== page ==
Build a wall with military funds? Murkowski says no; Renegade Alaska House member makes his case: 'This partisan thing has been killing us'; Alaska resumes online applications for PFDs; Anchorage's inspection backlog numbers 1,200 properties; Alaska calls for less federal control of wildlife management; Alaska guide pleads guilty to herding bears toward clients; Anti-discrimination ordinance supporters tell Fairbanks council about harassment during hearing; After years of loss, state economists forecast modest job growth in 2019; Fairbanks organizers work to restore historic SS Nenana; Over 5,000 people have signed a petition, asking for longer lunch and recess in Anchorage elementary schools; Fairbanks elementary schools receive massive donation of musical instruments

Alaska News Nightly: Monday, Jan. 7, 2019

Despite shutdown, Trump administration continues work to begin oil drilling in ANWR; Legislation would put 90-day legislative session, PFDs in Alaska Constitution; Bill proposes federal aid to replace wood-burning stoves; Bethel's first cannabis shop is closer to opening - if it gets its paperwork done; Moose wanders into Alaska hospital; Bonuses of nearly $300,000 paid to pipeline corporation head; Navy destroyer to be named after Ted Stevens; Winter salmon trolling starts slow in Southeast Alaska; Alaska Made: A new rule makes this easy-to-build gadget a required kit for the tackle box; Names of Native teens added to plaque marking Denali summit; An elementary school program is growing gardeners in Juneau; Minnesota adventurer Lonnie Dupre sets sights on Mt. Hunter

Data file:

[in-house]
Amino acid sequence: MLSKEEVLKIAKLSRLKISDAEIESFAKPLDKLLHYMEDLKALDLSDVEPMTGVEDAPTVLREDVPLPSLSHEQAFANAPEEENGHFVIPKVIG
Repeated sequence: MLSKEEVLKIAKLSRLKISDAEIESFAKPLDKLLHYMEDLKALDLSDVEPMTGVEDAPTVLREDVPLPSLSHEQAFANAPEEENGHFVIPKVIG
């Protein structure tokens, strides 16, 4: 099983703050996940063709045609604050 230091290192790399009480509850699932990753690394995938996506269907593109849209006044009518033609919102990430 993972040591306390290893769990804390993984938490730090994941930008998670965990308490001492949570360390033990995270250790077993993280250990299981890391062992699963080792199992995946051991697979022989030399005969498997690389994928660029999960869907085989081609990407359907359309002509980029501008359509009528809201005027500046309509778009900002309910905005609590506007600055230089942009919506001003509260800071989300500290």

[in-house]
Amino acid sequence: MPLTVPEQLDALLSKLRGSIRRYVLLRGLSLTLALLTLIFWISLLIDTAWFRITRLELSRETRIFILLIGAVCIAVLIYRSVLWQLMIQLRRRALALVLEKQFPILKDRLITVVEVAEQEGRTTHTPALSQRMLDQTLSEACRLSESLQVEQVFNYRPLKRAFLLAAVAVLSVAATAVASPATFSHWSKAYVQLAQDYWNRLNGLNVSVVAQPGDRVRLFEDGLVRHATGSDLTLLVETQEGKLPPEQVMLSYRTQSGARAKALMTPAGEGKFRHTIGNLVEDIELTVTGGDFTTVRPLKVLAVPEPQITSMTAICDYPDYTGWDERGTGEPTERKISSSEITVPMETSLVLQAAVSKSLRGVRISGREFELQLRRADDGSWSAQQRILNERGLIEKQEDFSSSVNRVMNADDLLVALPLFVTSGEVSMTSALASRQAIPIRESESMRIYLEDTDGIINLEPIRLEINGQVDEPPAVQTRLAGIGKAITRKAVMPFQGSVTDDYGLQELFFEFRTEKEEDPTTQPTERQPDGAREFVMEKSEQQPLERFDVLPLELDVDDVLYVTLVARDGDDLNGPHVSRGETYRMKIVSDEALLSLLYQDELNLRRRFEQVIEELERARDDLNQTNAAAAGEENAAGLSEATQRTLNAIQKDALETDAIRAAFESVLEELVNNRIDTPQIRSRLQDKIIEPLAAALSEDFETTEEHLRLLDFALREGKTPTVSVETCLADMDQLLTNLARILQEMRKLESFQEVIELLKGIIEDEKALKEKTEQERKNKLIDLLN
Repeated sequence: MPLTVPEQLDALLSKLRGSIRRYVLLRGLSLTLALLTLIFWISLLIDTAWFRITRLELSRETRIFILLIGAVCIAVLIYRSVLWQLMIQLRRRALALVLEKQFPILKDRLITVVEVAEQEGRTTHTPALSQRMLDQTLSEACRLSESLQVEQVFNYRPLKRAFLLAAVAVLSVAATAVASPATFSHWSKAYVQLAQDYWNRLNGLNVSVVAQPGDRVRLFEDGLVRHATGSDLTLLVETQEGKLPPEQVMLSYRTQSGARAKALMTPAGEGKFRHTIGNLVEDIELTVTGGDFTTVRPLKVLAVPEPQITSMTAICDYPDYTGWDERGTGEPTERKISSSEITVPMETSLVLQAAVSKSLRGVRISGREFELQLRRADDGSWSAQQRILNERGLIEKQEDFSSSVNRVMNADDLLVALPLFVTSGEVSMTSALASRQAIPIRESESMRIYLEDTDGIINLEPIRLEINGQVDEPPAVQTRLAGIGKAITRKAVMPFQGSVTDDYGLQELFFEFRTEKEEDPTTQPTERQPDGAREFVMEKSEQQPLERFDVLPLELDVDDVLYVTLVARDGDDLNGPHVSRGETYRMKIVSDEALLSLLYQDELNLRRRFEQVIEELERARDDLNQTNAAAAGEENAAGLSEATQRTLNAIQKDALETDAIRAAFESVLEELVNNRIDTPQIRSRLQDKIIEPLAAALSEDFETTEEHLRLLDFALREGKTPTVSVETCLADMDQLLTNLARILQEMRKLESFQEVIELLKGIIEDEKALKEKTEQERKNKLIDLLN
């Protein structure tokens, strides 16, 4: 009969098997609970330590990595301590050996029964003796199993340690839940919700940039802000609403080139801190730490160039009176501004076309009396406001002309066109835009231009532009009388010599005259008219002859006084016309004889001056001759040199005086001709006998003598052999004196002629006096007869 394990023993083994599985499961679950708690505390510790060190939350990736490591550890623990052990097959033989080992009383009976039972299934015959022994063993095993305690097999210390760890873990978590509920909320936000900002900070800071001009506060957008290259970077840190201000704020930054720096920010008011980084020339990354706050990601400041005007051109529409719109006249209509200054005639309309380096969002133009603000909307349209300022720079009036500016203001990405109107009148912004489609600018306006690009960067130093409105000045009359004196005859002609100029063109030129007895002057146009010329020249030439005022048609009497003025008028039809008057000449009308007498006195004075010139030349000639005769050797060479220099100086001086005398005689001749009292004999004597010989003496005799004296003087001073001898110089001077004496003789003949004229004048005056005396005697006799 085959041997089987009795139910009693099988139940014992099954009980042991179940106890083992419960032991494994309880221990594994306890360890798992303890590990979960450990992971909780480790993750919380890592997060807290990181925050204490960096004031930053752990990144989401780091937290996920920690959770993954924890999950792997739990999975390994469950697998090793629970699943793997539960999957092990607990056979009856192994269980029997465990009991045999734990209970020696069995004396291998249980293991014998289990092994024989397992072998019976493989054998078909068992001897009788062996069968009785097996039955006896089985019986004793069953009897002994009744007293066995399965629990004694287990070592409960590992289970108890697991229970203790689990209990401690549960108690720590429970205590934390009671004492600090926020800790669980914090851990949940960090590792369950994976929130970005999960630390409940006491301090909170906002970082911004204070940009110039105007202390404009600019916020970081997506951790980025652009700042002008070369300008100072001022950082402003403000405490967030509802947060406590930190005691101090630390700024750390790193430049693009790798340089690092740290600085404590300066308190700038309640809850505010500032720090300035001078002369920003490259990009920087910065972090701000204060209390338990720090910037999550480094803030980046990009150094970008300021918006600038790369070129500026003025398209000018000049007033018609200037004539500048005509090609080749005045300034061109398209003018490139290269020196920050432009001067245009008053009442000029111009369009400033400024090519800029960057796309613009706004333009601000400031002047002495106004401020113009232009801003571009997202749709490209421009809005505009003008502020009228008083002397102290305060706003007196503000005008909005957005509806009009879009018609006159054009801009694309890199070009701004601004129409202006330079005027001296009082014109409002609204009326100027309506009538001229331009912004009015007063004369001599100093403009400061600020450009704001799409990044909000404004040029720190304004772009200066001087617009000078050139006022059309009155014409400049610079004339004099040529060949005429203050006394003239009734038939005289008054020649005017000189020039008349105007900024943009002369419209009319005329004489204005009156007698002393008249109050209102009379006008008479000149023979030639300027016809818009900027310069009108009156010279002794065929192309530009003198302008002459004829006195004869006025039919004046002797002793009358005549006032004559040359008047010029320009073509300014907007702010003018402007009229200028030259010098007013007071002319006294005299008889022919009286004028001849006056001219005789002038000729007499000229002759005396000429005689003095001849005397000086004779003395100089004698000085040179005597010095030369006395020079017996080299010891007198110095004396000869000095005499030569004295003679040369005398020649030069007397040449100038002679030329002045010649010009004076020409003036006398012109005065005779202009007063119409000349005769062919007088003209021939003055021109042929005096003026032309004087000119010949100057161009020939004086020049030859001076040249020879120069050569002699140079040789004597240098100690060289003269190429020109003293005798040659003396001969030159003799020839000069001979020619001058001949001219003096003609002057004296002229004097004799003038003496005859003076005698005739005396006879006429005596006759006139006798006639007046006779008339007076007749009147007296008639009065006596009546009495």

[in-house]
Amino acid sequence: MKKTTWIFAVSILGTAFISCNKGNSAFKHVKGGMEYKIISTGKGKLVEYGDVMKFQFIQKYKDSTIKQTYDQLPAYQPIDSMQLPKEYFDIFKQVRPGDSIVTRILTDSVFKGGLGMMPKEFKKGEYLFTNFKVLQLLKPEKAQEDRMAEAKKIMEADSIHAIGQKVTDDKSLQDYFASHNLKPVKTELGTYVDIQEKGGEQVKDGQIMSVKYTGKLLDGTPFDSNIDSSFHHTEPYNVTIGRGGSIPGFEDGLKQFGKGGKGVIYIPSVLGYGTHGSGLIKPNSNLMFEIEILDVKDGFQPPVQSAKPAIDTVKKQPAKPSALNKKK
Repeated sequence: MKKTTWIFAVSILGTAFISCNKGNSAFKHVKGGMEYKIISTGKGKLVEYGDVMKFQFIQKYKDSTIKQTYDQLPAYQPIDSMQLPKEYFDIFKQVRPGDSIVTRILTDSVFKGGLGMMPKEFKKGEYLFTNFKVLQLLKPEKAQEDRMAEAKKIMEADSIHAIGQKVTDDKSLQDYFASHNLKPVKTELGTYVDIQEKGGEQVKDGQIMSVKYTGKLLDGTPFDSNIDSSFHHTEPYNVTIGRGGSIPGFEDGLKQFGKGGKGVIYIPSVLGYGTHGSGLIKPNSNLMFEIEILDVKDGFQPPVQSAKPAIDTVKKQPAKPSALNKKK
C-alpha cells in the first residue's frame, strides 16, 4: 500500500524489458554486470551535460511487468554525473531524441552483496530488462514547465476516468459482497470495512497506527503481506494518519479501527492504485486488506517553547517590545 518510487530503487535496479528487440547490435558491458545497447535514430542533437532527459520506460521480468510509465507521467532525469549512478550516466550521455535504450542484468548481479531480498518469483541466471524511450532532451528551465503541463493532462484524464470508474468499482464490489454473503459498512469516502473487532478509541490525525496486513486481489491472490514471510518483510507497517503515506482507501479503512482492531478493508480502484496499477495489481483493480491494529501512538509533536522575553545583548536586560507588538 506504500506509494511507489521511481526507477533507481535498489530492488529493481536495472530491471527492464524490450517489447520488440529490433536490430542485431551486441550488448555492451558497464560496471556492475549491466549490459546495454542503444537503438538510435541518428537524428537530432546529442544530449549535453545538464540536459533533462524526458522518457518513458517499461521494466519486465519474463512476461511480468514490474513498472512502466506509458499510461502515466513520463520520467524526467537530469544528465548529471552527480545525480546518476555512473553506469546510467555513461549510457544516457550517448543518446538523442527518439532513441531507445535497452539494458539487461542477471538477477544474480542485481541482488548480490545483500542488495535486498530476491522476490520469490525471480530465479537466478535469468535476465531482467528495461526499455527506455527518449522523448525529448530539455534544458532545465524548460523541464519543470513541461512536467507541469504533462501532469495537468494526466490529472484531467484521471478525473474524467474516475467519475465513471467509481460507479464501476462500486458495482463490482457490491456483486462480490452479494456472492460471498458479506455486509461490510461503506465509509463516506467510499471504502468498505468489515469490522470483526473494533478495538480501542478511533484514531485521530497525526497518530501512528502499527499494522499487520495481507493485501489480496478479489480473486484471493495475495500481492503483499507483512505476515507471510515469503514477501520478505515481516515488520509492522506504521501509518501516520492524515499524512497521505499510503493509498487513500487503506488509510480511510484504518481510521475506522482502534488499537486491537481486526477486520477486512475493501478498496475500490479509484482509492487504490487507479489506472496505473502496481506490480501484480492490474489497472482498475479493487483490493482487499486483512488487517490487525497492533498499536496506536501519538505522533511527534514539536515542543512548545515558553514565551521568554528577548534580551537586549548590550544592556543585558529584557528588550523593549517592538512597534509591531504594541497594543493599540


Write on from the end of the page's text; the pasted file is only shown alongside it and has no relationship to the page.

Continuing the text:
Alaska News Nightly: Friday, Jan. 4, 2019

Alaska Supreme Court rules for LeBon in pivotal election recount case; Overpass damaged in Anchorage due to 'bridge strike'; Alaska cities pay handsomely for ‘ears on the ground’ in Alaska’s capital. They’re called lobbyists.; Why Mount Jumbo won’t be logged anytime soon; 2018 second warmest year on record for Bethel; Finding hope in a graveyard of yellow cedar; AK: Hammer-time in Haines; 49 Voices: Ivan Simonek of Wrangell

Alaska News Nightly: Thursday, Jan. 3, 2019

Dunleavy requests federal disaster money for earthquake recovery; Judge dismisses Alaska bonding plan lawsuit; U.S. House Dean Don Young swears in Speaker Nancy Pelosi; Alaska Fire Service has furloughed most employees as shutdown continues; Rule seeks to tighten work requirements for food stamps; Japan’s departure from International Whaling Commission may have consequences for Alaska subsistence whaling; Credit union begins pilot program to start banking for Alaska marijuana businesses; Alaska woman finds owner of native artifacts box left in cab; Alaska Made: Sea otter pelts are highly prized, tightly regulated; Envisioning recovery and rebuilding a life in Noatak

Alaska News Nightly: Wednesday, Jan. 2, 2019

Security concerns prompt closing of online PFD applications; Fairbanks election lawsuit goes before Supreme Court; Murkowski aims to revive public lands bill, despite objection; DOT proposes fee for Uber and Lyft to operate at Alaska international airports; Kenai Assembly's prayer list broadens after policy change; Single-use plastic bag ban takes effect in Unalaska; Public health data shows 13 percent rise in Alaska suicides; Proposed Prince of Wales old timber logging draws ire from environmentalists; Pebble proponents continue the battle despite years of stagnation; CVRF hopes tiny homes could serve as big solution for region's housing crisis